The next graffito also features black and yellow highlighting, but the lines are curved rather than angular. The body colour has been applied quite thinly, so that whatever is underneath can still be seen faintly, offering opportunities for the imagination:

Not a curve in sight:

Two faces back to back? There is a definite aquatic feel to the next graffito, with its fin-like extensions—and of course the colour. And the bubbles:

The last five photos were of graffiti on the left wall of the opposite ramp. The next two graffiti are located on the other wall. I consider the next graffito to be the best in this collection:

…apart from, possibly, this one:

I’m not sure what the first of these is meant to be depicting, although the imagery does look vaguely anatomical. I’ve included the inane scribbles on the left because they were clearly done after this painting, showing utter disrespect for what I think is a great piece of art, which must have taken hundreds of hours to execute. Because of the difference in light intensity between the left and right sides of the image, it has been difficult to get a good tonal balance, but I think the photo gives a good idea of the complexity.

I have a feeling that the second graffito was painted by the same artist as whoever was responsible for the graffito that I introduced in The Writing on the Fence with the invocation ‘Calling occupants of interplanetary craft…’.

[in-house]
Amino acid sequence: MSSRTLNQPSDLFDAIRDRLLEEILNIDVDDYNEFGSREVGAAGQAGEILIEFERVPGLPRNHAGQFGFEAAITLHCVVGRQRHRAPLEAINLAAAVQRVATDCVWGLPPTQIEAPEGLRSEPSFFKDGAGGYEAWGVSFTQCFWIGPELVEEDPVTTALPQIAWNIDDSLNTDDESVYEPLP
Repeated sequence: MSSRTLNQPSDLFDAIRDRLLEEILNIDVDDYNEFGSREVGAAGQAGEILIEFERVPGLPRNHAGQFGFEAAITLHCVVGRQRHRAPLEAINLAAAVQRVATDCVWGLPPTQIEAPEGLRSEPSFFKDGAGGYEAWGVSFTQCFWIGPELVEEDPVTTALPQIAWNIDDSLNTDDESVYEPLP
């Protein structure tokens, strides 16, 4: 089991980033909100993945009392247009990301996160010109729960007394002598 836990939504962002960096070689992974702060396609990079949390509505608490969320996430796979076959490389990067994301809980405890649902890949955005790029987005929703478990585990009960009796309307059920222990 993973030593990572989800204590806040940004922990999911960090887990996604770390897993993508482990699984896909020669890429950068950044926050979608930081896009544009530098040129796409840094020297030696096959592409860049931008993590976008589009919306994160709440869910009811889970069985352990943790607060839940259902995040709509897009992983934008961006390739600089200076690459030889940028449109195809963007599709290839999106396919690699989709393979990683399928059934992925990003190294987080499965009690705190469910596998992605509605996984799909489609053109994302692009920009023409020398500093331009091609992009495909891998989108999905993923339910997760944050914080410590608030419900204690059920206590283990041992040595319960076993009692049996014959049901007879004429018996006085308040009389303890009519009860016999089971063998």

And this is what the subway looked like from the other side:

In fact, the subway led into a small area of parkland, away from which led three other subways. This is the next one:

Around this time, I began to notice that my camera battery was running low—not at all surprising given that I’d already taken more than 200 photos that day. This meant that within a few seconds of extending the lens, it would retract automatically and I would be unable to take a photograph. When this happens, I can usually coax two or three more photos out of the camera before it shuts down for good.

This is a spectacular graffito that I photographed next to the second subway:

This one is crammed with common motifs—heartbeats, bubbles, glints of light—but also a new one: parabolic nets. The pink squiggles appear superficially to be nothing more than vandalism, but they may be part of the design and are intended to represent an extremely large number with a lot of zeroes.

The next photo is a general view looking up the ramp reached via the second subway:

I managed to take one final photograph, which I’ve included here even though I didn’t quite manage to get the full design in the frame:

I wasn’t particularly bothered about not being able to photograph all the graffiti here, because I could come back the following day, having charged my camera overnight. There was just one problem: I couldn’t find the location again.



  1. I love the graffiti. It spices up the walls and makes them more exciting.

    1. I agree. And there is just so much of it.